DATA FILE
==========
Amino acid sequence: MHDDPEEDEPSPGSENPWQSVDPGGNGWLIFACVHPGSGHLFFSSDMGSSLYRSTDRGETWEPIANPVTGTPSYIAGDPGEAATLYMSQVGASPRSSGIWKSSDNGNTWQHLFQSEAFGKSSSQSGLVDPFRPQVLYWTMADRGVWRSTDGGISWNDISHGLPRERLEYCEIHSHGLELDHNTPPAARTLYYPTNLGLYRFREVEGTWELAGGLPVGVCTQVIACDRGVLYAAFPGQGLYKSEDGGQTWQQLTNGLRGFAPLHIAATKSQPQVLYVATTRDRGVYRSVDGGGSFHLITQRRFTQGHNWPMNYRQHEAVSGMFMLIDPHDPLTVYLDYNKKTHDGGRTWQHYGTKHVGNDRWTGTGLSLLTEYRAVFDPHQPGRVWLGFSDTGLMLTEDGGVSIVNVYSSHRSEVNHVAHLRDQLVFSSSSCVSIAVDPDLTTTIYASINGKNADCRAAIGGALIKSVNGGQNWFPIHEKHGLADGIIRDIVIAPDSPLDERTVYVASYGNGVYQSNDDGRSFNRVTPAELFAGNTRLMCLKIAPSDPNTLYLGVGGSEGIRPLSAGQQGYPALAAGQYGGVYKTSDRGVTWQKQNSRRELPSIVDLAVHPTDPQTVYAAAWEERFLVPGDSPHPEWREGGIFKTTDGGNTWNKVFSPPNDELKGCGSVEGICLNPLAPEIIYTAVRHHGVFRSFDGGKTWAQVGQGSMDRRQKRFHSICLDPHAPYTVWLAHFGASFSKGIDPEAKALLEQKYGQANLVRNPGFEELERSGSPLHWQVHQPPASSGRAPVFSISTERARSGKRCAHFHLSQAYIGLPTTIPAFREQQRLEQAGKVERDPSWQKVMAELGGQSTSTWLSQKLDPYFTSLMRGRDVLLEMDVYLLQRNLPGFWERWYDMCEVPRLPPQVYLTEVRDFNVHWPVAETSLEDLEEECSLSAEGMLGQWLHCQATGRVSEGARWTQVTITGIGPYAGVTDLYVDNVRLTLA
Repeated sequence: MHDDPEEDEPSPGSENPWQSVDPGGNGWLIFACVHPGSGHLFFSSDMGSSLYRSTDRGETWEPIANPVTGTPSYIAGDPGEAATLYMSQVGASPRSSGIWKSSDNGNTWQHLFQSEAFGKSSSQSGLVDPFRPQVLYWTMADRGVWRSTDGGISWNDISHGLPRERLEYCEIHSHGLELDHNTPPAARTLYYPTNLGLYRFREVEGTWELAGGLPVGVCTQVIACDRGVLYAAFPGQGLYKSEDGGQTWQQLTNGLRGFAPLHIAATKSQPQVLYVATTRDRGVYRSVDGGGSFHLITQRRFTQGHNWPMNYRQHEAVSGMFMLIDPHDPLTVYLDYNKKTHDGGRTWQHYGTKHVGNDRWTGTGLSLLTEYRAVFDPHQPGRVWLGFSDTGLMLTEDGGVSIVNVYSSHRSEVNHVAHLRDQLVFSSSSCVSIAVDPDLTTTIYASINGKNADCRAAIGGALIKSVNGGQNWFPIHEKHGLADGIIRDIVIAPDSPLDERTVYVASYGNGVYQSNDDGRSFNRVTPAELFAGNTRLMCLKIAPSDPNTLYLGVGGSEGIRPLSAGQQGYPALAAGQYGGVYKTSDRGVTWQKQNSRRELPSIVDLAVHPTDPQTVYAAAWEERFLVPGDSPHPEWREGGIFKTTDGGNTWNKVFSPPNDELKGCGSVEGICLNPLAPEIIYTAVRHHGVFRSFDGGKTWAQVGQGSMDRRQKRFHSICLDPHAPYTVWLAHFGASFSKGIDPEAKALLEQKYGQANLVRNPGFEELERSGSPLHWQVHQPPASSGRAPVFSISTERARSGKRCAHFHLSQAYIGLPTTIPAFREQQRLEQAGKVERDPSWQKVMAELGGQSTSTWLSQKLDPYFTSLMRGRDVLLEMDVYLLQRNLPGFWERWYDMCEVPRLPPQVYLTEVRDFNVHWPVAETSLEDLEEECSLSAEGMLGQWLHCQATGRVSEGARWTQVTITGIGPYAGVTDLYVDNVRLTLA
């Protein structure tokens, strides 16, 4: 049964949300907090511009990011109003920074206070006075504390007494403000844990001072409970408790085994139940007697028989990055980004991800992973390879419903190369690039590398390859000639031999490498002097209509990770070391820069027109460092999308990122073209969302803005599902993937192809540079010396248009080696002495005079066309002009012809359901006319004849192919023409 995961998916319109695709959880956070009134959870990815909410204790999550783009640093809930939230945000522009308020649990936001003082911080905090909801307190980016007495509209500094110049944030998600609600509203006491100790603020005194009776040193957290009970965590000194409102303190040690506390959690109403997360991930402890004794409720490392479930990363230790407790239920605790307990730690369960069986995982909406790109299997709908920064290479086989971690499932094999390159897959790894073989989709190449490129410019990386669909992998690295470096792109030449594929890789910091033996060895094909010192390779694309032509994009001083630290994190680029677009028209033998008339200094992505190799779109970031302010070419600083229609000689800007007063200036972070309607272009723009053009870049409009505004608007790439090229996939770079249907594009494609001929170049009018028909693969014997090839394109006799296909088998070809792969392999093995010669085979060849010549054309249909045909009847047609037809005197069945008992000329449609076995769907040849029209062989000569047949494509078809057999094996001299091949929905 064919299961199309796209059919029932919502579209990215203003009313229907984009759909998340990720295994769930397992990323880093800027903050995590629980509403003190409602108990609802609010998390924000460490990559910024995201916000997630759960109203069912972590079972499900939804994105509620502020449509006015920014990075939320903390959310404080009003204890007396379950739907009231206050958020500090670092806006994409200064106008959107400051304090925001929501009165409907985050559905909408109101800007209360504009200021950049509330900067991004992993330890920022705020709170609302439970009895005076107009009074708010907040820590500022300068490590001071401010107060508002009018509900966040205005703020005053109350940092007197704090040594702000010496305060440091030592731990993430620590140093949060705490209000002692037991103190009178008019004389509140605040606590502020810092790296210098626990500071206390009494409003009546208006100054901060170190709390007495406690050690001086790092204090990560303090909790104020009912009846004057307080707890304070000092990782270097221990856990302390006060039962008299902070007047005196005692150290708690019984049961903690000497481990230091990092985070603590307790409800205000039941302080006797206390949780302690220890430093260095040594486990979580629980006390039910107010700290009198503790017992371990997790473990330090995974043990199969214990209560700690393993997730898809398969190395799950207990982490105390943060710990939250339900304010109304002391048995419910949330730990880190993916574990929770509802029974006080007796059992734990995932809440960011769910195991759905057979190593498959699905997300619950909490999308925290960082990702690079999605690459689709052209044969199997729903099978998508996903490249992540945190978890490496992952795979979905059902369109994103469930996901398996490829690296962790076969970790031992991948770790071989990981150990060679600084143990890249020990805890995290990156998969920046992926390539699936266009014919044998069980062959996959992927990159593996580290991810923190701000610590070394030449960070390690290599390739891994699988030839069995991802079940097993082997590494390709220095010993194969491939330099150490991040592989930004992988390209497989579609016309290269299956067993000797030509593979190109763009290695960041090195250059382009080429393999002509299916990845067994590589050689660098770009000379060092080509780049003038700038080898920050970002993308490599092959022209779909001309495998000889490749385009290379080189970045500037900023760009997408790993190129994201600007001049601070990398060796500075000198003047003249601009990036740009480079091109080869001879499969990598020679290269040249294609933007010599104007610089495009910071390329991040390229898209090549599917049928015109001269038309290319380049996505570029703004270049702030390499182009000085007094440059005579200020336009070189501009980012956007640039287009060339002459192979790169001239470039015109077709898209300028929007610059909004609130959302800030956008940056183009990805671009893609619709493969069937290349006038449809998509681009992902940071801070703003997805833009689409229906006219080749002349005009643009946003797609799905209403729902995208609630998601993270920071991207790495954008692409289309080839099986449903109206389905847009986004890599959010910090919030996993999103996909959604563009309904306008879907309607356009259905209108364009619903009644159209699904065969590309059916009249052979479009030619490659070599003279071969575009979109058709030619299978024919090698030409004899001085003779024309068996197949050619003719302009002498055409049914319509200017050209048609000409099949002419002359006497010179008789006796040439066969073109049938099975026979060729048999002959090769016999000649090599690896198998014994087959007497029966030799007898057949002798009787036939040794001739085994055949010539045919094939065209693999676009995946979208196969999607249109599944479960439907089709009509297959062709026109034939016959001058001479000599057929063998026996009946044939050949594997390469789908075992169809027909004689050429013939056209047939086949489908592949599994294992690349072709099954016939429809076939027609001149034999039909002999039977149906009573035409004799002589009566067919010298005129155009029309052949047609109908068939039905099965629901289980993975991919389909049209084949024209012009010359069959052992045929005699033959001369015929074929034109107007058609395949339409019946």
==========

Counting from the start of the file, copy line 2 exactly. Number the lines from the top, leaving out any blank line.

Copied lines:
Repeated sequence: MHDDPEEDEPSPGSENPWQSVDPGGNGWLIFACVHPGSGHLFFSSDMGSSLYRSTDRGETWEPIANPVTGTPSYIAGDPGEAATLYMSQVGASPRSSGIWKSSDNGNTWQHLFQSEAFGKSSSQSGLVDPFRPQVLYWTMADRGVWRSTDGGISWNDISHGLPRERLEYCEIHSHGLELDHNTPPAARTLYYPTNLGLYRFREVEGTWELAGGLPVGVCTQVIACDRGVLYAAFPGQGLYKSEDGGQTWQQLTNGLRGFAPLHIAATKSQPQVLYVATTRDRGVYRSVDGGGSFHLITQRRFTQGHNWPMNYRQHEAVSGMFMLIDPHDPLTVYLDYNKKTHDGGRTWQHYGTKHVGNDRWTGTGLSLLTEYRAVFDPHQPGRVWLGFSDTGLMLTEDGGVSIVNVYSSHRSEVNHVAHLRDQLVFSSSSCVSIAVDPDLTTTIYASINGKNADCRAAIGGALIKSVNGGQNWFPIHEKHGLADGIIRDIVIAPDSPLDERTVYVASYGNGVYQSNDDGRSFNRVTPAELFAGNTRLMCLKIAPSDPNTLYLGVGGSEGIRPLSAGQQGYPALAAGQYGGVYKTSDRGVTWQKQNSRRELPSIVDLAVHPTDPQTVYAAAWEERFLVPGDSPHPEWREGGIFKTTDGGNTWNKVFSPPNDELKGCGSVEGICLNPLAPEIIYTAVRHHGVFRSFDGGKTWAQVGQGSMDRRQKRFHSICLDPHAPYTVWLAHFGASFSKGIDPEAKALLEQKYGQANLVRNPGFEELERSGSPLHWQVHQPPASSGRAPVFSISTERARSGKRCAHFHLSQAYIGLPTTIPAFREQQRLEQAGKVERDPSWQKVMAELGGQSTSTWLSQKLDPYFTSLMRGRDVLLEMDVYLLQRNLPGFWERWYDMCEVPRLPPQVYLTEVRDFNVHWPVAETSLEDLEEECSLSAEGMLGQWLHCQATGRVSEGARWTQVTITGIGPYAGVTDLYVDNVRLTLA